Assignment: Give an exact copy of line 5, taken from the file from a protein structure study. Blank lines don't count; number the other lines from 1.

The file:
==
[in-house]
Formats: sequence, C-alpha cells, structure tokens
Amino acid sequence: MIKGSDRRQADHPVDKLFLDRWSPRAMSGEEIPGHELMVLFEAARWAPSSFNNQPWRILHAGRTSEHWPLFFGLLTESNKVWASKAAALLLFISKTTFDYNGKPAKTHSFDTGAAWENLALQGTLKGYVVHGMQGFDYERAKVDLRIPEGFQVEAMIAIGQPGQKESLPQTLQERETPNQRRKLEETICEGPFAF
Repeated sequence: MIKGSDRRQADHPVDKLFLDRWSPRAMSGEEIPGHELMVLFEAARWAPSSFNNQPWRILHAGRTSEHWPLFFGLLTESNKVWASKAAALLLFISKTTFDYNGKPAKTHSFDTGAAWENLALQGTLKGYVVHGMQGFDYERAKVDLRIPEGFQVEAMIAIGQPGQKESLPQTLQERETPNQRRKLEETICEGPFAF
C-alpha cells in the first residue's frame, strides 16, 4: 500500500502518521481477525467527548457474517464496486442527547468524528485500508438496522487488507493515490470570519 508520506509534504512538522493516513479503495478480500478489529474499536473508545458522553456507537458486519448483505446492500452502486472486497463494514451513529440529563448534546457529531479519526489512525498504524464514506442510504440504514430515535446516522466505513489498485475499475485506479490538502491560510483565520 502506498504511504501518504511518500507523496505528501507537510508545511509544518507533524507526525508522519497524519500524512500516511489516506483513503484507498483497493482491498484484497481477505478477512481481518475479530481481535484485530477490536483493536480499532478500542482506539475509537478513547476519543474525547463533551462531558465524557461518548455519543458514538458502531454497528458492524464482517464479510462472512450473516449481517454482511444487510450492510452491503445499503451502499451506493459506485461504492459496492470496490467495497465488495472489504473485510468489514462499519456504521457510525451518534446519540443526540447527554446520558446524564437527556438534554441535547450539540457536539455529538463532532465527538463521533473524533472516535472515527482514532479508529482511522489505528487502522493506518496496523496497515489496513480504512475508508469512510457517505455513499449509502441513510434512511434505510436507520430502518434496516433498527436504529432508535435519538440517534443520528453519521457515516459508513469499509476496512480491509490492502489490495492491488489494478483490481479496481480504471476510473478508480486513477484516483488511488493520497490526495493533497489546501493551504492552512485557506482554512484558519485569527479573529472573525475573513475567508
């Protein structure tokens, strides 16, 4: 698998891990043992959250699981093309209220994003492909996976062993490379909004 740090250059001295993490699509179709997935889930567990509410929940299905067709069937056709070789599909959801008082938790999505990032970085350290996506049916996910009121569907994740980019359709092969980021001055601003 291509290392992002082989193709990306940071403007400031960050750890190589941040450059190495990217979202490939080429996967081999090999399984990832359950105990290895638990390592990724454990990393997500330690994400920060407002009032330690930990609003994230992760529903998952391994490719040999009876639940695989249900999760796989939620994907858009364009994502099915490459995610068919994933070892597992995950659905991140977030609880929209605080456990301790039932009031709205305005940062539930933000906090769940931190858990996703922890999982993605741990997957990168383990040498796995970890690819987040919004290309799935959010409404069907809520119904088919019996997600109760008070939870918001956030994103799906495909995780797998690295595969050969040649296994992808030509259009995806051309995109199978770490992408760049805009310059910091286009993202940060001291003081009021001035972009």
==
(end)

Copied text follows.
C-alpha cells in the first residue's frame, strides 16, 4: 500500500502518521481477525467527548457474517464496486442527547468524528485500508438496522487488507493515490470570519 508520506509534504512538522493516513479503495478480500478489529474499536473508545458522553456507537458486519448483505446492500452502486472486497463494514451513529440529563448534546457529531479519526489512525498504524464514506442510504440504514430515535446516522466505513489498485475499475485506479490538502491560510483565520 502506498504511504501518504511518500507523496505528501507537510508545511509544518507533524507526525508522519497524519500524512500516511489516506483513503484507498483497493482491498484484497481477505478477512481481518475479530481481535484485530477490536483493536480499532478500542482506539475509537478513547476519543474525547463533551462531558465524557461518548455519543458514538458502531454497528458492524464482517464479510462472512450473516449481517454482511444487510450492510452491503445499503451502499451506493459506485461504492459496492470496490467495497465488495472489504473485510468489514462499519456504521457510525451518534446519540443526540447527554446520558446524564437527556438534554441535547450539540457536539455529538463532532465527538463521533473524533472516535472515527482514532479508529482511522489505528487502522493506518496496523496497515489496513480504512475508508469512510457517505455513499449509502441513510434512511434505510436507520430502518434496516433498527436504529432508535435519538440517534443520528453519521457515516459508513469499509476496512480491509490492502489490495492491488489494478483490481479496481480504471476510473478508480486513477484516483488511488493520497490526495493533497489546501493551504492552512485557506482554512484558519485569527479573529472573525475573513475567508